That contrasts sharply with the placeholder budget approved in 2020 that closed an estimated $54 billion gap between revenues and planned expenditures. It included triggers for cuts depending upon the amount of federal money received. Expenditures were planned for nearly $134 billion, far cry from what’s on the table this year now that the federal money has flowed and the economy performed much better than anticipated.
The Sacramento leaders have continued their questionable—at best—process of passing a placeholder budget before June 15 so they continue to be paid and then trying to clean up the details later. The governor and legislative leaders agreed to a package last Friday, but there’s still much work to be done in the budget trailer bills. These bills, which are not subject to any of the normal hearings and legislative process, have be used for significant policy changes.
CalMatters columnist Dan Walters has devoted several pieces to how the legislators and governors use this tactic to skirt around the intent of laws.
There’s one additional unfortunate result: legislators can continue to put off dealing with the hugely expensive bullet train. Newsom had it right in 2018 when he initially said it was time to put the project to bed—stop throwing good money after bad in my view. Sadly, influential people got to him and he changed his mind in favor of an absurd plan for tracks from Bakersfield to Merced.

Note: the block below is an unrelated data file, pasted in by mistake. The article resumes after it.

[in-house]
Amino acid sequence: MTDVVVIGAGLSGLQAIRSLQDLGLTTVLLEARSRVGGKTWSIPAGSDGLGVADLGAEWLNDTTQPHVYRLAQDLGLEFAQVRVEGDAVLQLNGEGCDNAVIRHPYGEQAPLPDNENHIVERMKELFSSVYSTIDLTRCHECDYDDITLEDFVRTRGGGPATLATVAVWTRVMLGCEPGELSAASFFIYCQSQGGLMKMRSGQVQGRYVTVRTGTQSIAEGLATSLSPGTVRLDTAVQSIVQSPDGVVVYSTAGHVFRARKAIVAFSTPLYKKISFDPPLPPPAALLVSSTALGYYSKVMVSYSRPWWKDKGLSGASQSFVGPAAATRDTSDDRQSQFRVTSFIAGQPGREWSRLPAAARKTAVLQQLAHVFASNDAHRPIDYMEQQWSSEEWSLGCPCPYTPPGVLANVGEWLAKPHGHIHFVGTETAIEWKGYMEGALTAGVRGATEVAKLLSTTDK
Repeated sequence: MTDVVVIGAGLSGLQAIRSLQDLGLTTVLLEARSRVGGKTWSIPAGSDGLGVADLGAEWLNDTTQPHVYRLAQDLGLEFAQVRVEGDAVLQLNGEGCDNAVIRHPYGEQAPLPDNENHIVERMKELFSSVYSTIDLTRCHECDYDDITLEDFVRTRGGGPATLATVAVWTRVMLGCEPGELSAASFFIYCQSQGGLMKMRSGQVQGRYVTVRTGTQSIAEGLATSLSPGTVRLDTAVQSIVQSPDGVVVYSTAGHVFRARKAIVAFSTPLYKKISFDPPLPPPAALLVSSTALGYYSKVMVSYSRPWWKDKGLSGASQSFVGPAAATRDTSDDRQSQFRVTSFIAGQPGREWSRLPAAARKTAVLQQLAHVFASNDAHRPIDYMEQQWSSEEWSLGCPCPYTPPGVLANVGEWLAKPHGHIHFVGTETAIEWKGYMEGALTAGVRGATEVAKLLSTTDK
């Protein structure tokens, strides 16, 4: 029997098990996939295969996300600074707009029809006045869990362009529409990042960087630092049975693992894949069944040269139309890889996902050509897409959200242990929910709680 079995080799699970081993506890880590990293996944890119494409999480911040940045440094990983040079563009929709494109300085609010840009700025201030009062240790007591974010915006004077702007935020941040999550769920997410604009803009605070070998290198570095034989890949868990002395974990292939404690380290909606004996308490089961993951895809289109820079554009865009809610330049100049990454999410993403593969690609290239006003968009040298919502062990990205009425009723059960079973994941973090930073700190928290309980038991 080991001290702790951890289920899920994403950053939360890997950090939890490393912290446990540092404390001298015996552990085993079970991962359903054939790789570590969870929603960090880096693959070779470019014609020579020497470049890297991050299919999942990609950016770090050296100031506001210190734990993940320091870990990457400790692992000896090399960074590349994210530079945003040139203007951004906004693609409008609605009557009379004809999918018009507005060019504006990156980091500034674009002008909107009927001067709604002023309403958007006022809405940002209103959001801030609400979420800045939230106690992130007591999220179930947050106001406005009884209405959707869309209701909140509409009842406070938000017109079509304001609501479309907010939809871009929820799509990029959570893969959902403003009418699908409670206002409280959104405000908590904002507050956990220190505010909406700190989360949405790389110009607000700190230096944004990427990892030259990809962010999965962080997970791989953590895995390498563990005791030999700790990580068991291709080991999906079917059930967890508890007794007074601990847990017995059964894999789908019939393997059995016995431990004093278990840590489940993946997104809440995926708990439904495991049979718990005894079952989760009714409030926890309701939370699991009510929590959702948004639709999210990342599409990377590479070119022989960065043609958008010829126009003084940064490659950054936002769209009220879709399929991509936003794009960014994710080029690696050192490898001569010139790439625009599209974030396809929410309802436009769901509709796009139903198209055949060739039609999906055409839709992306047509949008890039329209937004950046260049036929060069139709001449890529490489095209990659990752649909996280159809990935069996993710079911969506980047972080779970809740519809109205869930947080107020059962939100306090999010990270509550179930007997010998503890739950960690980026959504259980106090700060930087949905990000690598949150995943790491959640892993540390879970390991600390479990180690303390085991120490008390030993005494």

The Trump Administration knocked some funding out of that plan by holding the state to the terms of the Obama Administration stimulus act that included the funding. Remember, that was designed for shovel-ready projects. Obama officials continued to adjust the rules to keep the bullet train eligible despite its delays.
It’s no secret that President Joe Biden is fan of trains. He rode a train daily from his Delaware home to Washington D.C. while serving in the Senate. So, naturally, in their continued effort to undo anything Trump, the money has been reinstated. It’s $1 billion so it will help keep the cash-starved project under construction.
Sadly, it will do nothing for taxpayers. Remember, this was a $10 billion bond measure passed by voters in 2008 that called for high-speed rail from San Francisco to Los Angeles traveling at 200 mph and delivering passengers in under three hours. It also was expected to attract private investment—there’s been none to date and operate without any taxpayer subsidy.
You think we’ve been sold some swamp land?